New York in New York County, New York — The American Northeast (Mid-Atlantic)
Standing Against All Odds
St. Paulís Chapel has withstood adversity throughout its many years. On September 21, 1776, ten years after the Chapel opened, a raging fire swept through Lower Manhattan, destroying a quarter of the city, including Trinity Church (St. Paulís parish home). The community saved St. Paulís by forming a bucket brigade and dousing the Chapel with water. With Trinity in ruins, St. Paulís became the primary church until 1790.
225 years later, another tragedy struck on September 11, 2001. The collapse of the World Trade Center buildings across the street from St. Paulís left Lower Manhattan and St. Paulís churchyard littered with debris. Miraculously there was no physical damage to the Chapel itself. For nine months after the attacks, St. Paulís offered Ground Zero recovery workers a place to rest, eat, and receive medical care. On November 3, 2003, more than two years later, the churchyard reopened to the public.
Topics. This historical marker is listed in these topic lists: Cemeteries & Burial Sites • Churches & Religion • Disasters. A significant historical year for this entry is 2001.
Location. Touch for map. Marker is in this post office area: New York NY 10007, United States of America. Touch for directions.
Other nearby markers. At least 8 other markers are within walking distance of this marker. Majors Job Sumner and John Lucas (here, next to this marker); St. Paul's Chapel - the Building (a few steps from this marker); Lt. Col. E.M. Bechet, Sieur de Rochefontaine (a few steps from this marker); The Fence (a few steps from this marker); The Building (a few steps from this marker); George Frederick Cooke (a few steps from this marker); The Churchyard (within shouting distance of this marker); George I. Eacker (within shouting distance of this marker). Touch for a list and map of all markers in New York.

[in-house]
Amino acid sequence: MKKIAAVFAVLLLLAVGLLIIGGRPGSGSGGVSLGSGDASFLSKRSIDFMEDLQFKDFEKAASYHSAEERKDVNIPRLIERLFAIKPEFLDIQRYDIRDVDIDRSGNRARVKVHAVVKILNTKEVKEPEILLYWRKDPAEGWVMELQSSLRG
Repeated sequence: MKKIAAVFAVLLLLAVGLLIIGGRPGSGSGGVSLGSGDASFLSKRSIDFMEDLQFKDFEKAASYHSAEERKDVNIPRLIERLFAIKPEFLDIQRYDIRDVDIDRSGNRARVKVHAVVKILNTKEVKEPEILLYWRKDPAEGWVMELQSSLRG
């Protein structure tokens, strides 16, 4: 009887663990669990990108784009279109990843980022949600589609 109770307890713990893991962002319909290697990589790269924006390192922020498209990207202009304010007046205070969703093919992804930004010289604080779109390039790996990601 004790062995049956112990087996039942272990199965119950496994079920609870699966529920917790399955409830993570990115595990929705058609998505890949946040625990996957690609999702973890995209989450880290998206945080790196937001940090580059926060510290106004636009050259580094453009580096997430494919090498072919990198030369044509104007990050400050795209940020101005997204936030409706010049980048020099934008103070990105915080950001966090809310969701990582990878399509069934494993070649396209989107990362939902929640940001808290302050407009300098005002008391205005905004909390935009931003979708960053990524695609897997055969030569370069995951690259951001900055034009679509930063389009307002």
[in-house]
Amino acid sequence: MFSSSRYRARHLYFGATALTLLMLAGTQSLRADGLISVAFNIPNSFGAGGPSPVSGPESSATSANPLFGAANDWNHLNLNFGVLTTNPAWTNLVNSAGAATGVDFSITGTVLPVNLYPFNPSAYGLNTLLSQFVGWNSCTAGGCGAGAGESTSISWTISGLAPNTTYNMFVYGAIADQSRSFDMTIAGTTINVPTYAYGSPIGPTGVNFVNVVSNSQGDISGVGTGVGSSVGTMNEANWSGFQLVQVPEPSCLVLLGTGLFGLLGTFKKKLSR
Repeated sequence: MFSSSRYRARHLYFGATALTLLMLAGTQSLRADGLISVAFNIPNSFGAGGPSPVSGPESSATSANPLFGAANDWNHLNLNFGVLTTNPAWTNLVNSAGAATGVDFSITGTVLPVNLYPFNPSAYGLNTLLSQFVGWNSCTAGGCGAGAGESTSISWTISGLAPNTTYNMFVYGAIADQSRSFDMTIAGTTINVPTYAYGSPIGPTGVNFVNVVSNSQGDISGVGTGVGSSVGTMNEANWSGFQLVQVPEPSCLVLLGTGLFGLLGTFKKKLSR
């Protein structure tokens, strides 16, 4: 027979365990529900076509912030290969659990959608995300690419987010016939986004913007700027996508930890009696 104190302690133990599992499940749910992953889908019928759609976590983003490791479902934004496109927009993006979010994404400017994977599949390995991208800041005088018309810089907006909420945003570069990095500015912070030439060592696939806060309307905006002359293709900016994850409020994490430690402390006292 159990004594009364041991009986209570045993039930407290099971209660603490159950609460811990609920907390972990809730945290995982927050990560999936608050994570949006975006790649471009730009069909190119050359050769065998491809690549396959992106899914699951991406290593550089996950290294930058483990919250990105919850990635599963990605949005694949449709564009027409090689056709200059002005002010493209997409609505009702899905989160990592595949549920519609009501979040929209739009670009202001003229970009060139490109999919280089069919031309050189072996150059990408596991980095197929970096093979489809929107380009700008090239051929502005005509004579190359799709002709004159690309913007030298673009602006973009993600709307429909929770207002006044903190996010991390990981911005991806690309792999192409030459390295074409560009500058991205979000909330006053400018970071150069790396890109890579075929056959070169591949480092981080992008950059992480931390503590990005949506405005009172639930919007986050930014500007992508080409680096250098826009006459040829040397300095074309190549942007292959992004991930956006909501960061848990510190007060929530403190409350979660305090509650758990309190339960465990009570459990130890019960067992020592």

More about this marker. The marker is in the St. Paul's Chapel graveyard.
Credits. This page was last revised on February 3, 2019. It was originally submitted on March 29, 2018, by Larry Gertner of New York, New York. This page has been viewed 146 times since then and 8 times this year. Last updated on February 3, 2019, by Larry Gertner of New York, New York. Photos: 1, 2, 3, 4. submitted on March 29, 2018, by Larry Gertner of New York, New York. • Andrew Ruppenstein was the editor who published this page.